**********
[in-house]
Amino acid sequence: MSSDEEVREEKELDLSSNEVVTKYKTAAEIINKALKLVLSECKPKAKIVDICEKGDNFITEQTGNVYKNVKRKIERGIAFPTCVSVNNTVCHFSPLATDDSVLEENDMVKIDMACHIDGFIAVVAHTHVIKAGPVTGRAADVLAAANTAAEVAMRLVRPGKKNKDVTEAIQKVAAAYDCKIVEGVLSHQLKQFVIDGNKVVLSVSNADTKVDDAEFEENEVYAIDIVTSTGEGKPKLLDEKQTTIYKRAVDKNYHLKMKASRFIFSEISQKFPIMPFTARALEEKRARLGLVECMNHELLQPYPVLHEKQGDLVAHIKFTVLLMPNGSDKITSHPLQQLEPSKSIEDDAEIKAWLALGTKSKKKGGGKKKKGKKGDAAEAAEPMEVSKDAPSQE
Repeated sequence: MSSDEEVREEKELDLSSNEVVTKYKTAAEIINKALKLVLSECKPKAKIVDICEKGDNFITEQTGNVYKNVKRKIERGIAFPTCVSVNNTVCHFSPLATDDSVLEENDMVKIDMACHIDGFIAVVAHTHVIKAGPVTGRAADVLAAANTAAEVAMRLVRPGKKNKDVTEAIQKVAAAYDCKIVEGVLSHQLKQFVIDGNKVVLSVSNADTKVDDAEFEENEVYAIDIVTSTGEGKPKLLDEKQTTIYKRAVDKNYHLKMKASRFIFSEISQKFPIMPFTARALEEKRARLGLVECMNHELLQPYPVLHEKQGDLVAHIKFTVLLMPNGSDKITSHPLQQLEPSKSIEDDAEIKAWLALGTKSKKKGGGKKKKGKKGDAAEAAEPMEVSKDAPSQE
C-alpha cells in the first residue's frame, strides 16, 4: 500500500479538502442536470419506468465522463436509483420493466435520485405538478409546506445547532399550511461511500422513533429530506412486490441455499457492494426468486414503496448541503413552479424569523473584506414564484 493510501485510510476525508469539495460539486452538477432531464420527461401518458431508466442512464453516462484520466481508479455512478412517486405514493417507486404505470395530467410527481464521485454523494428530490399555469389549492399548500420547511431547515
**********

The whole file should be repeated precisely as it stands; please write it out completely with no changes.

[in-house]
Amino acid sequence: MSSDEEVREEKELDLSSNEVVTKYKTAAEIINKALKLVLSECKPKAKIVDICEKGDNFITEQTGNVYKNVKRKIERGIAFPTCVSVNNTVCHFSPLATDDSVLEENDMVKIDMACHIDGFIAVVAHTHVIKAGPVTGRAADVLAAANTAAEVAMRLVRPGKKNKDVTEAIQKVAAAYDCKIVEGVLSHQLKQFVIDGNKVVLSVSNADTKVDDAEFEENEVYAIDIVTSTGEGKPKLLDEKQTTIYKRAVDKNYHLKMKASRFIFSEISQKFPIMPFTARALEEKRARLGLVECMNHELLQPYPVLHEKQGDLVAHIKFTVLLMPNGSDKITSHPLQQLEPSKSIEDDAEIKAWLALGTKSKKKGGGKKKKGKKGDAAEAAEPMEVSKDAPSQE
Repeated sequence: MSSDEEVREEKELDLSSNEVVTKYKTAAEIINKALKLVLSECKPKAKIVDICEKGDNFITEQTGNVYKNVKRKIERGIAFPTCVSVNNTVCHFSPLATDDSVLEENDMVKIDMACHIDGFIAVVAHTHVIKAGPVTGRAADVLAAANTAAEVAMRLVRPGKKNKDVTEAIQKVAAAYDCKIVEGVLSHQLKQFVIDGNKVVLSVSNADTKVDDAEFEENEVYAIDIVTSTGEGKPKLLDEKQTTIYKRAVDKNYHLKMKASRFIFSEISQKFPIMPFTARALEEKRARLGLVECMNHELLQPYPVLHEKQGDLVAHIKFTVLLMPNGSDKITSHPLQQLEPSKSIEDDAEIKAWLALGTKSKKKGGGKKKKGKKGDAAEAAEPMEVSKDAPSQE
C-alpha cells in the first residue's frame, strides 16, 4: 500500500479538502442536470419506468465522463436509483420493466435520485405538478409546506445547532399550511461511500422513533429530506412486490441455499457492494426468486414503496448541503413552479424569523473584506414564484 493510501485510510476525508469539495460539486452538477432531464420527461401518458431508466442512464453516462484520466481508479455512478412517486405514493417507486404505470395530467410527481464521485454523494428530490399555469389549492399548500420547511431547515